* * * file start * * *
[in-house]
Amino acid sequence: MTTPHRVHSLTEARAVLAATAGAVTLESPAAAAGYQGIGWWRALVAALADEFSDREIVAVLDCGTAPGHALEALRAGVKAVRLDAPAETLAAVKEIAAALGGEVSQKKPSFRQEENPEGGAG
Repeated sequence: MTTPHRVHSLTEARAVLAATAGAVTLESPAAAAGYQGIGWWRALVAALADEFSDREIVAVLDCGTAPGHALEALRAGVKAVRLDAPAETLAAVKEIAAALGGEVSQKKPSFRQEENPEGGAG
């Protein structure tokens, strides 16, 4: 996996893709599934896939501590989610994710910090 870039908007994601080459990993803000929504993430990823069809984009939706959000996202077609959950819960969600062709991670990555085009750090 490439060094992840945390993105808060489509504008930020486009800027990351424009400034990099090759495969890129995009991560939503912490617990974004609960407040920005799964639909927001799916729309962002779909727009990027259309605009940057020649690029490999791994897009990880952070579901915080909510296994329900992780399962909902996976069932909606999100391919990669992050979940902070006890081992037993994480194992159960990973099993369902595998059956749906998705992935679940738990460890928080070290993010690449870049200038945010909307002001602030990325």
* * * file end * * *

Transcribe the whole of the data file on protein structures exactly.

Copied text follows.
[in-house]
Amino acid sequence: MTTPHRVHSLTEARAVLAATAGAVTLESPAAAAGYQGIGWWRALVAALADEFSDREIVAVLDCGTAPGHALEALRAGVKAVRLDAPAETLAAVKEIAAALGGEVSQKKPSFRQEENPEGGAG
Repeated sequence: MTTPHRVHSLTEARAVLAATAGAVTLESPAAAAGYQGIGWWRALVAALADEFSDREIVAVLDCGTAPGHALEALRAGVKAVRLDAPAETLAAVKEIAAALGGEVSQKKPSFRQEENPEGGAG
């Protein structure tokens, strides 16, 4: 996996893709599934896939501590989610994710910090 870039908007994601080459990993803000929504993430990823069809984009939706959000996202077609959950819960969600062709991670990555085009750090 490439060094992840945390993105808060489509504008930020486009800027990351424009400034990099090759495969890129995009991560939503912490617990974004609960407040920005799964639909927001799916729309962002779909727009990027259309605009940057020649690029490999791994897009990880952070579901915080909510296994329900992780399962909902996976069932909606999100391919990669992050979940902070006890081992037993994480194992159960990973099993369902595998059956749906998705992935679940738990460890928080070290993010690449870049200038945010909307002001602030990325």